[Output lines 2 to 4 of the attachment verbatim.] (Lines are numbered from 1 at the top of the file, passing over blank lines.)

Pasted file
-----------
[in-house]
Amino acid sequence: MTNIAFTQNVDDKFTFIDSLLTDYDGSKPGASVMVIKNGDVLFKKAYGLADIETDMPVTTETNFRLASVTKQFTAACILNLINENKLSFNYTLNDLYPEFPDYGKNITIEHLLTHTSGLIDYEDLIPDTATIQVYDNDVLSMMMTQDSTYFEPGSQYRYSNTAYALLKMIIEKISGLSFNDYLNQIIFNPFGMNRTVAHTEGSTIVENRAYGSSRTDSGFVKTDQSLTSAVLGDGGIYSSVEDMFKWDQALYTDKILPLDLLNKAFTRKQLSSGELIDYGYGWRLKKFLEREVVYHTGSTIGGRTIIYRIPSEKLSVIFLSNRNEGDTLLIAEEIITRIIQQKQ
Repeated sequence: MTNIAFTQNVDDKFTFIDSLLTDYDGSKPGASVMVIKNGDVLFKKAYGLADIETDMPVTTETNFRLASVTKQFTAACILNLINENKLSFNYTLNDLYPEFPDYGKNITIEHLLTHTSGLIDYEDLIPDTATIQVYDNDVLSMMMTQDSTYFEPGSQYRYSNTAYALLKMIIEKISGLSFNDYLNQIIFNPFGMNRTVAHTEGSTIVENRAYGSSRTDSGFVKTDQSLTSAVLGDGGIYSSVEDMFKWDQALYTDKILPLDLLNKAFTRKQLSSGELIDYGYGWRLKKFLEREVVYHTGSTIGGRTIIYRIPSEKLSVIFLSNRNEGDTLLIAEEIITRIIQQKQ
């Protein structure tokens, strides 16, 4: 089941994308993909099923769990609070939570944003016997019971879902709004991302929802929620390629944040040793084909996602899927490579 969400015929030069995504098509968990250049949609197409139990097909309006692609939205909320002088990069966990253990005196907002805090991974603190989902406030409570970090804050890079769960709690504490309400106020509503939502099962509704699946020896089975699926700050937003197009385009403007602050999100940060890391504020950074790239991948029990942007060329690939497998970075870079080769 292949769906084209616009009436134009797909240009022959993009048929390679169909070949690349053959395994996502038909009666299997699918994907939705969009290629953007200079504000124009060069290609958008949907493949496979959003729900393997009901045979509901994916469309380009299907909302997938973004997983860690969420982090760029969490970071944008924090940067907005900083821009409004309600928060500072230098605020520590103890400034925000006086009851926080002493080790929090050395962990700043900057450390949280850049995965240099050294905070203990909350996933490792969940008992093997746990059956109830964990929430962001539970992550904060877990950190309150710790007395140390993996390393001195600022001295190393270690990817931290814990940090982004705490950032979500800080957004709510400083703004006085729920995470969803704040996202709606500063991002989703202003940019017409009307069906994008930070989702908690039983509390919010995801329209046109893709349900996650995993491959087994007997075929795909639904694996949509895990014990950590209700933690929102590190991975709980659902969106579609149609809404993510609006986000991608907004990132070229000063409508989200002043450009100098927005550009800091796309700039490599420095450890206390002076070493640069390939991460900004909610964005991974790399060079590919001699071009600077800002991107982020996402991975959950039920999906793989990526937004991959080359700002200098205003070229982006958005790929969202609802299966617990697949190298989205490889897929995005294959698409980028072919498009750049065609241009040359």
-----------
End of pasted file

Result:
Amino acid sequence: MTNIAFTQNVDDKFTFIDSLLTDYDGSKPGASVMVIKNGDVLFKKAYGLADIETDMPVTTETNFRLASVTKQFTAACILNLINENKLSFNYTLNDLYPEFPDYGKNITIEHLLTHTSGLIDYEDLIPDTATIQVYDNDVLSMMMTQDSTYFEPGSQYRYSNTAYALLKMIIEKISGLSFNDYLNQIIFNPFGMNRTVAHTEGSTIVENRAYGSSRTDSGFVKTDQSLTSAVLGDGGIYSSVEDMFKWDQALYTDKILPLDLLNKAFTRKQLSSGELIDYGYGWRLKKFLEREVVYHTGSTIGGRTIIYRIPSEKLSVIFLSNRNEGDTLLIAEEIITRIIQQKQ
Repeated sequence: MTNIAFTQNVDDKFTFIDSLLTDYDGSKPGASVMVIKNGDVLFKKAYGLADIETDMPVTTETNFRLASVTKQFTAACILNLINENKLSFNYTLNDLYPEFPDYGKNITIEHLLTHTSGLIDYEDLIPDTATIQVYDNDVLSMMMTQDSTYFEPGSQYRYSNTAYALLKMIIEKISGLSFNDYLNQIIFNPFGMNRTVAHTEGSTIVENRAYGSSRTDSGFVKTDQSLTSAVLGDGGIYSSVEDMFKWDQALYTDKILPLDLLNKAFTRKQLSSGELIDYGYGWRLKKFLEREVVYHTGSTIGGRTIIYRIPSEKLSVIFLSNRNEGDTLLIAEEIITRIIQQKQ
């Protein structure tokens, strides 16, 4: 089941994308993909099923769990609070939570944003016997019971879902709004991302929802929620390629944040040793084909996602899927490579 969400015929030069995504098509968990250049949609197409139990097909309006692609939205909320002088990069966990253990005196907002805090991974603190989902406030409570970090804050890079769960709690504490309400106020509503939502099962509704699946020896089975699926700050937003197009385009403007602050999100940060890391504020950074790239991948029990942007060329690939497998970075870079080769 292949769906084209616009009436134009797909240009022959993009048929390679169909070949690349053959395994996502038909009666299997699918994907939705969009290629953007200079504000124009060069290609958008949907493949496979959003729900393997009901045979509901994916469309380009299907909302997938973004997983860690969420982090760029969490970071944008924090940067907005900083821009409004309600928060500072230098605020520590103890400034925000006086009851926080002493080790929090050395962990700043900057450390949280850049995965240099050294905070203990909350996933490792969940008992093997746990059956109830964990929430962001539970992550904060877990950190309150710790007395140390993996390393001195600022001295190393270690990817931290814990940090982004705490950032979500800080957004709510400083703004006085729920995470969803704040996202709606500063991002989703202003940019017409009307069906994008930070989702908690039983509390919010995801329209046109893709349900996650995993491959087994007997075929795909639904694996949509895990014990950590209700933690929102590190991975709980659902969106579609149609809404993510609006986000991608907004990132070229000063409508989200002043450009100098927005550009800091796309700039490599420095450890206390002076070493640069390939991460900004909610964005991974790399060079590919001699071009600077800002991107982020996402991975959950039920999906793989990526937004991959080359700002200098205003070229982006958005790929969202609802299966617990697949190298989205490889897929995005294959698409980028072919498009750049065609241009040359």